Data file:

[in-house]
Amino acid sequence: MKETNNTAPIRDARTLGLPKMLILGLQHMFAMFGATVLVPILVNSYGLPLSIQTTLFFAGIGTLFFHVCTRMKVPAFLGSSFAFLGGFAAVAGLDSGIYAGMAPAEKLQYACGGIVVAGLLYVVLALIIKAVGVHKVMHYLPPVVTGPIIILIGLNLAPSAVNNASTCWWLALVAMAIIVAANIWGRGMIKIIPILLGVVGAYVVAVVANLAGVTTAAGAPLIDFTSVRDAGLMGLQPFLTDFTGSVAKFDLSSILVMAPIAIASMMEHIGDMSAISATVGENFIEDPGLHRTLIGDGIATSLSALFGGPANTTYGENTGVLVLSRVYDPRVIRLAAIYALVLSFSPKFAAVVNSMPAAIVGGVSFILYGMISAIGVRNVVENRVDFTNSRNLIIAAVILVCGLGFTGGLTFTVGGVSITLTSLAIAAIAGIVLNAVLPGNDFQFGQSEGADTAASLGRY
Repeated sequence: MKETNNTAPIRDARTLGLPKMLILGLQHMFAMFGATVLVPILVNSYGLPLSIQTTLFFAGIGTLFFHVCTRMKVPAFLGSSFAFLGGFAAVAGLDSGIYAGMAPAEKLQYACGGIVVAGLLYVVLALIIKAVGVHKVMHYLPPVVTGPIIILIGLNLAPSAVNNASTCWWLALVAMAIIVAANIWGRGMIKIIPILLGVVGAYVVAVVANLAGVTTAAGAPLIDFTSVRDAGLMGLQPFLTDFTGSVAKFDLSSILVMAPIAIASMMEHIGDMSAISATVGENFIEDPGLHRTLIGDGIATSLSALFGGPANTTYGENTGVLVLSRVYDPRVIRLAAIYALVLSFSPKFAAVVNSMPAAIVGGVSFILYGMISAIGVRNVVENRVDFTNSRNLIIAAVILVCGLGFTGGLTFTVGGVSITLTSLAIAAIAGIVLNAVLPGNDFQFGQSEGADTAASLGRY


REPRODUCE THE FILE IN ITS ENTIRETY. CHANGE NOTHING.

[in-house]
Amino acid sequence: MKETNNTAPIRDARTLGLPKMLILGLQHMFAMFGATVLVPILVNSYGLPLSIQTTLFFAGIGTLFFHVCTRMKVPAFLGSSFAFLGGFAAVAGLDSGIYAGMAPAEKLQYACGGIVVAGLLYVVLALIIKAVGVHKVMHYLPPVVTGPIIILIGLNLAPSAVNNASTCWWLALVAMAIIVAANIWGRGMIKIIPILLGVVGAYVVAVVANLAGVTTAAGAPLIDFTSVRDAGLMGLQPFLTDFTGSVAKFDLSSILVMAPIAIASMMEHIGDMSAISATVGENFIEDPGLHRTLIGDGIATSLSALFGGPANTTYGENTGVLVLSRVYDPRVIRLAAIYALVLSFSPKFAAVVNSMPAAIVGGVSFILYGMISAIGVRNVVENRVDFTNSRNLIIAAVILVCGLGFTGGLTFTVGGVSITLTSLAIAAIAGIVLNAVLPGNDFQFGQSEGADTAASLGRY
Repeated sequence: MKETNNTAPIRDARTLGLPKMLILGLQHMFAMFGATVLVPILVNSYGLPLSIQTTLFFAGIGTLFFHVCTRMKVPAFLGSSFAFLGGFAAVAGLDSGIYAGMAPAEKLQYACGGIVVAGLLYVVLALIIKAVGVHKVMHYLPPVVTGPIIILIGLNLAPSAVNNASTCWWLALVAMAIIVAANIWGRGMIKIIPILLGVVGAYVVAVVANLAGVTTAAGAPLIDFTSVRDAGLMGLQPFLTDFTGSVAKFDLSSILVMAPIAIASMMEHIGDMSAISATVGENFIEDPGLHRTLIGDGIATSLSALFGGPANTTYGENTGVLVLSRVYDPRVIRLAAIYALVLSFSPKFAAVVNSMPAAIVGGVSFILYGMISAIGVRNVVENRVDFTNSRNLIIAAVILVCGLGFTGGLTFTVGGVSITLTSLAIAAIAGIVLNAVLPGNDFQFGQSEGADTAASLGRY